Sall is currently running for the South District seat on the Burlington City Council under a motto “dignity and transparency.” The independent is facing off against longtime incumbent Democratic Councilor Joan Shannon and Progressive challenger Charles Simpson.
“I know I am the underdog,” Sall said during a January interview. “I have faith in the people of Burlington. They will see beyond party lines and vote for substance.”
Sall wants to bring more transparency to the council, which he described as being “full of people who are too comfortable in their position of power.”
As the city becomes more diverse, he said, it’s important to include different voices in policy making. “I bring experience that none of the council has — the immigrant experience living in liberal Vermont,” he said at the time, suggesting the state is anything but.
“If I’m not hated for being black, I’m hated for being Muslim. If I’m not hated for being Muslim, I’m hated for being an immigrant. I can’t escape anything,” Sall added.
In a later interview, Sall misled Seven Days when asked directly about his employment status, saying he still worked in the office. When pressed on the issue last week, he said he was under orders from Franco to refrain from discussing his job as the attorney worked to get Sall reinstated.
After Seven Days reported last week on the forthcoming lawsuit, Sall responded on Facebook to several people who commented about the story.
“I’m shocked to come and read assholes who don’t know me saying shits about me,” he wrote in one reply. “What you need to know folks I was born a free man. I expect to be treated with respect and dignity and I am not to going to take less from hateful men or women at the down street or at workplace.”
Sall’s friendship with Donovan carried over to the campaign trail last year. He never was a paid worker, but he carried a sign supporting the Democratic attorney general candidate during a Fourth of July parade and was “around on election night,” according to Donovan.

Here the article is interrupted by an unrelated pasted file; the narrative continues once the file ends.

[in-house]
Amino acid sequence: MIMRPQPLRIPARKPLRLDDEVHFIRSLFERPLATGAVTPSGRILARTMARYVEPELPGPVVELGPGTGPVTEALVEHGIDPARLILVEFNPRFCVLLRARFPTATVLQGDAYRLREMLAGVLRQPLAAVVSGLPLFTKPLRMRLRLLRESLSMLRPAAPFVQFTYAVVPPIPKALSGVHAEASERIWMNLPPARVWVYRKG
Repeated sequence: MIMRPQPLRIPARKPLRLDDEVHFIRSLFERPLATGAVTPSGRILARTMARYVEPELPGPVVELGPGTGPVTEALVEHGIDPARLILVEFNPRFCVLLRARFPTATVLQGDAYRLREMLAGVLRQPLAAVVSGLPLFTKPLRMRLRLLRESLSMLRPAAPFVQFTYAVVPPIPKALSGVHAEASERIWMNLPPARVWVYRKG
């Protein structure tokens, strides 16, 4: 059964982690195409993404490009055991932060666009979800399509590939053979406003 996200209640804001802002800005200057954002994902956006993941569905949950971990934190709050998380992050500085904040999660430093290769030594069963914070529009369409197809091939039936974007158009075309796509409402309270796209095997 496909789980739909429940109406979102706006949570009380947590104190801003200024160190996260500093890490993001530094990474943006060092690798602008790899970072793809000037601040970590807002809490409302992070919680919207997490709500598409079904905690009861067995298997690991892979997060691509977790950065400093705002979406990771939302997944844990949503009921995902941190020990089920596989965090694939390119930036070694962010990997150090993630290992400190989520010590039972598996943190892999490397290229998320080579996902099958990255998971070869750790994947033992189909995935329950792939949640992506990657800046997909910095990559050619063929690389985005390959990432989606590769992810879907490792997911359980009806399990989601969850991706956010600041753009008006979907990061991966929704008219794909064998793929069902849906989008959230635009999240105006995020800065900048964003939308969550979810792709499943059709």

“He wanted to help and I was happy to have him,” the AG said.
Donovan won election in November and took his new post in early January.
“She was on the job for five working days and she fired the black guy for the job performance that the former boss considered to be adequate!” Franco said.
Graczyk, who now works as an attorney with the state Office of Child Support in Burlington, does not think George discriminated against Sall. Rather, she said, she and colleagues wondered: “Is he being set up to fail by being put in this position?”
“It was a problem that needed to be dealt with. And you knew that whoever was going to be appointed to that position would have to deal with that problem.” She added: “People complained about it.”
Reached for comment last week, Donovan would not discuss the situation because he could be subpoenaed in connection to a lawsuit. He called Sall and George “good people.”
“I consider them friends. I care about both of them,” Donovan said. “I hope this gets worked out.”
Paul Heintz contributed reporting.
Disclosure: Stacy Graczyk is married to Seven Days staff writer Ken Picard.